I started this story several months ago, and only revisited it earlier this week with it in mind for today’s Flash Friday. By pure coincidence, February 8th is Prešeren’s Day.
Slovenia’s capital city, Ljubljana, like many other European cities, is smothered with graffiti. No wall is safe from the spray can. But several years ago a new type of art appeared. A more detailed, refined style. Overnight, the entire city was stripped of every last scribble. Some of the better pieces were left, only to be overshadowed by the spectacular new ones.
I could hardly believe my eyes when I switched on the local news that morning. A reporter was standing outside the central train station. On the wall behind her was a painting that depicted the building of Slovenia’s first railway connection in the 1840’s. A second reporter was standing by Triple Bridge in the heart of the city. The camera panned over the bridge and down onto the steep concrete sides of the river bank, revealing another incredible piece of art. This one covered a length of wall of around thirty metres, and showed the Ljubljanica River flowing through the ages, with artefacts from ancient times that have been found over the years.
Nobody could understand how pieces as detailed as these could have been painted without being seen, and in a such a short space of time. Fascinated by the story, I decided to stay out that night. I would undertake my own patrol of the city and see if I could find out who was behind it.
I planned a route that took me past all the new paintings, and several other places I thought could possibly be the next target. It would then weave me back through the centre to my starting point at Triple Bridge.
I walked the route several times, nothing. I saw no new art, no gangs and not even the slightest hint of the smell of paint. I came across small groups of people doing much the same as myself, but nobody saw anything. At five am I decided to call it a night and return home to get a few hours sleep before work.
Cold and tired I set off, but then I heard something a short distance behind me. It was a woman’s laughter, giggling as if she were up to mischief. I ran through an alley between two buildings, back down to the street I had just come from, and then I saw her. She was no more than mist, pure bright white, swirling like smoke, floating three feet off the ground. Hardly able to believe my eyes, I crouched in the shadows and watched in awe. I held my breath, afraid that she would hear me.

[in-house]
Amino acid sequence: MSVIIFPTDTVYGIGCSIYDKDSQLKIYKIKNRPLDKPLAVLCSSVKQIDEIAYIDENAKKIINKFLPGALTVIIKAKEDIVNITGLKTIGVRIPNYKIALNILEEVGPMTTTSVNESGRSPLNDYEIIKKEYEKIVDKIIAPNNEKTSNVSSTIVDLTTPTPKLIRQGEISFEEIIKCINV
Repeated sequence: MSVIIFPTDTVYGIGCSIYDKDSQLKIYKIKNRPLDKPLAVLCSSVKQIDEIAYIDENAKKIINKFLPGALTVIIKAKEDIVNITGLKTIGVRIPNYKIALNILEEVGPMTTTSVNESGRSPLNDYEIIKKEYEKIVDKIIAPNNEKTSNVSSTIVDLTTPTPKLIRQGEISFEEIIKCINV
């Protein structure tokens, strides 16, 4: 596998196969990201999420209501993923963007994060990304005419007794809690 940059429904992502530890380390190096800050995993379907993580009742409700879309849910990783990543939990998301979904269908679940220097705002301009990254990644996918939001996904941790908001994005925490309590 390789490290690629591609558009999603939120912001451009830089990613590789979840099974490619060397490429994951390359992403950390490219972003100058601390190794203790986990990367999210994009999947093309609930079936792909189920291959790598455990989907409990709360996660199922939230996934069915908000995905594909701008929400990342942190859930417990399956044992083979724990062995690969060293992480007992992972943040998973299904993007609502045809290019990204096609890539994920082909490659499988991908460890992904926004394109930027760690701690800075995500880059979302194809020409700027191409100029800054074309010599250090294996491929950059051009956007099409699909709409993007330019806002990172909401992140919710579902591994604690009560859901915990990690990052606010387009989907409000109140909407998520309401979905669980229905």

I watched her as she worked, taking each can in turn and spraying with such precision, within just a few minutes her painting was complete. Swirling up and dancing a few figure of eights, she moved back to admire her work, brushing dangerously close to where I hid. I gasped as she swished past, just a few wisps of glistening white trailing from her. She glanced down. Again, I held my breath, and after a moment she looked away - her attention returning to her handiwork. She began to sing to herself before she rose higher from the ground and took off, into the night sky.
Dropping to the floor, I could barely believe what I had just witnessed. I recognised her as France Prešeren’s muse, she sat behind the great poet on the monument in the square.
Allowing myself just a few seconds to catch my breath, I scrambled to my feet to follow her. She was about 100 yards ahead, and ten feet off the ground, floating and swirling her way through the night air. When she reached Dragon Bridge, she stopped and perched on the back of the first dragon, she had seen me. I stopped in my tracks, terrified but also excited. We held eye contact for a moment, she smiled, willing me to come forward but as soon as I took a step she laughed and once again swept up into the sky and took off over the bridge and towards the castle. Again I began the chase, I knew there was no way I could catch her, but just the sight of her in the distance was too much to give up. As I reached the bridge I slowed down to turn the sharp right to cross it, but suddenly out of nowhere I heard the loudest roar and fell backwards onto the ground. As I looked up, I saw the most terrifying sight. Looming over me was one of the dragons, it’s mouth was wide open baring its teeth and snarling. Green mist blew from it’s huge nostrils, straight down upon me filling my lungs with the most disgusting stench I have ever had the misfortune to inhale. It smelled like the gates of Hell had opened, and the Devil himself was choking me. I rolled over and covered my face with my jacket, desperate to get a gasp of fresh air as I crawled away.
When I had reached a safe distance and caught my breath, I looked back at the bridge. The four dragons were still in their positions on each corner, but the low rumble that emanated from them was enough to make me think again about trying to pass them. The Muse was no longer in sight, and after the excitement of the last few minutes, I felt sure I would not be so lucky to see her again.
The paintings continued to appear for a further three nights before they stopped for good. There were many theories about them but nobody had a proper explanation, except me of course. I know what I saw that night. But I also know that nobody would believe my story.
I pass Prešeren’s monument frequently. Each time, I look up and give his Muse a wink, and let her know that her secret is safe. Sometimes if it’s really quiet, I swear I can hear the faint sound of her laughter in the air.